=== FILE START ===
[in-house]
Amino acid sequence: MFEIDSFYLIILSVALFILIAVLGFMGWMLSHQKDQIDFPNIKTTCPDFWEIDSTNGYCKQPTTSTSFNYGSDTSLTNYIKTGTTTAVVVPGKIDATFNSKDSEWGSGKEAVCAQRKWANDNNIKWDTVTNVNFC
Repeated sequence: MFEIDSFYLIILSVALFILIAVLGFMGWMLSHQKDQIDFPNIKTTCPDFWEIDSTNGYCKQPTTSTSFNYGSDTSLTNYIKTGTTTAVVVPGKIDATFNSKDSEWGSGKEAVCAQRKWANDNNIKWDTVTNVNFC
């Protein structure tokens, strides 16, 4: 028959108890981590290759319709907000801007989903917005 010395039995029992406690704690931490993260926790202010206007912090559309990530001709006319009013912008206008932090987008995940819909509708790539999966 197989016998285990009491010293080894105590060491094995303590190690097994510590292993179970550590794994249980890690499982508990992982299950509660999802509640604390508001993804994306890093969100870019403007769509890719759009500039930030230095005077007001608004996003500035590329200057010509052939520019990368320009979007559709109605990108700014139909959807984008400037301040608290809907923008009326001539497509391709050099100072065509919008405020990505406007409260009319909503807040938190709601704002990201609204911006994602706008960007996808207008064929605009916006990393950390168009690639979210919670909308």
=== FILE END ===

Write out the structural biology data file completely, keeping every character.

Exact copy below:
[in-house]
Amino acid sequence: MFEIDSFYLIILSVALFILIAVLGFMGWMLSHQKDQIDFPNIKTTCPDFWEIDSTNGYCKQPTTSTSFNYGSDTSLTNYIKTGTTTAVVVPGKIDATFNSKDSEWGSGKEAVCAQRKWANDNNIKWDTVTNVNFC
Repeated sequence: MFEIDSFYLIILSVALFILIAVLGFMGWMLSHQKDQIDFPNIKTTCPDFWEIDSTNGYCKQPTTSTSFNYGSDTSLTNYIKTGTTTAVVVPGKIDATFNSKDSEWGSGKEAVCAQRKWANDNNIKWDTVTNVNFC
């Protein structure tokens, strides 16, 4: 028959108890981590290759319709907000801007989903917005 010395039995029992406690704690931490993260926790202010206007912090559309990530001709006319009013912008206008932090987008995940819909509708790539999966 197989016998285990009491010293080894105590060491094995303590190690097994510590292993179970550590794994249980890690499982508990992982299950509660999802509640604390508001993804994306890093969100870019403007769509890719759009500039930030230095005077007001608004996003500035590329200057010509052939520019990368320009979007559709109605990108700014139909959807984008400037301040608290809907923008009326001539497509391709050099100072065509919008405020990505406007409260009319909503807040938190709601704002990201609204911006994602706008960007996808207008064929605009916006990393950390168009690639979210919670909308």